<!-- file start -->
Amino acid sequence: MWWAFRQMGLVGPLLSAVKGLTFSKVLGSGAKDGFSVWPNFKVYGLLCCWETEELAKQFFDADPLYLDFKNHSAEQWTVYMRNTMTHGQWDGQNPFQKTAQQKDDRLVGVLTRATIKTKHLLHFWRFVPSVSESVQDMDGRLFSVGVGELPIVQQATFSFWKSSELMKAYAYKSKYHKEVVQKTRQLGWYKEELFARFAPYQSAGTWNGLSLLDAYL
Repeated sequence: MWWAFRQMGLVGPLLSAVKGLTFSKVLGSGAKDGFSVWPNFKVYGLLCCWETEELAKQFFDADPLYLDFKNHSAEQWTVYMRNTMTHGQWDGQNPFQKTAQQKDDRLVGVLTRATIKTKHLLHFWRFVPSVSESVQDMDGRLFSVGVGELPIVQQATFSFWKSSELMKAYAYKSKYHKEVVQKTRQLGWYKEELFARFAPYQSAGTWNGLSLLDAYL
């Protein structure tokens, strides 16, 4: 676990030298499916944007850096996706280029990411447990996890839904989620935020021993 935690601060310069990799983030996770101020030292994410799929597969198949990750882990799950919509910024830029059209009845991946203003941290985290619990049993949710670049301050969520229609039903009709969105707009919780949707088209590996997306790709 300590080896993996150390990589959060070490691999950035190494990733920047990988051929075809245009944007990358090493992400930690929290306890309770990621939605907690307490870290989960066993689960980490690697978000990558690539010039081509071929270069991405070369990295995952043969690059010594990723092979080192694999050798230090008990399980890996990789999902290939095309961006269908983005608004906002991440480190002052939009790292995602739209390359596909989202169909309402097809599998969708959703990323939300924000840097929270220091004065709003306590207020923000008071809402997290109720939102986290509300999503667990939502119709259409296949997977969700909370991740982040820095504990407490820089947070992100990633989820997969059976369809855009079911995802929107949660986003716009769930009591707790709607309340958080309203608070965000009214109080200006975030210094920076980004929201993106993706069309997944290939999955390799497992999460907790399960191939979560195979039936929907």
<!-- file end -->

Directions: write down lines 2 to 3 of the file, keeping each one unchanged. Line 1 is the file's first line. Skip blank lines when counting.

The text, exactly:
Repeated sequence: MWWAFRQMGLVGPLLSAVKGLTFSKVLGSGAKDGFSVWPNFKVYGLLCCWETEELAKQFFDADPLYLDFKNHSAEQWTVYMRNTMTHGQWDGQNPFQKTAQQKDDRLVGVLTRATIKTKHLLHFWRFVPSVSESVQDMDGRLFSVGVGELPIVQQATFSFWKSSELMKAYAYKSKYHKEVVQKTRQLGWYKEELFARFAPYQSAGTWNGLSLLDAYL
């Protein structure tokens, strides 16, 4: 676990030298499916944007850096996706280029990411447990996890839904989620935020021993 935690601060310069990799983030996770101020030292994410799929597969198949990750882990799950919509910024830029059209009845991946203003941290985290619990049993949710670049301050969520229609039903009709969105707009919780949707088209590996997306790709 300590080896993996150390990589959060070490691999950035190494990733920047990988051929075809245009944007990358090493992400930690929290306890309770990621939605907690307490870290989960066993689960980490690697978000990558690539010039081509071929270069991405070369990295995952043969690059010594990723092979080192694999050798230090008990399980890996990789999902290939095309961006269908983005608004906002991440480190002052939009790292995602739209390359596909989202169909309402097809599998969708959703990323939300924000840097929270220091004065709003306590207020923000008071809402997290109720939102986290509300999503667990939502119709259409296949997977969700909370991740982040820095504990407490820089947070992100990633989820997969059976369809855009079911995802929107949660986003716009769930009591707790709607309340958080309203608070965000009214109080200006975030210094920076980004929201993106993706069309997944290939999955390799497992999460907790399960191939979560195979039936929907």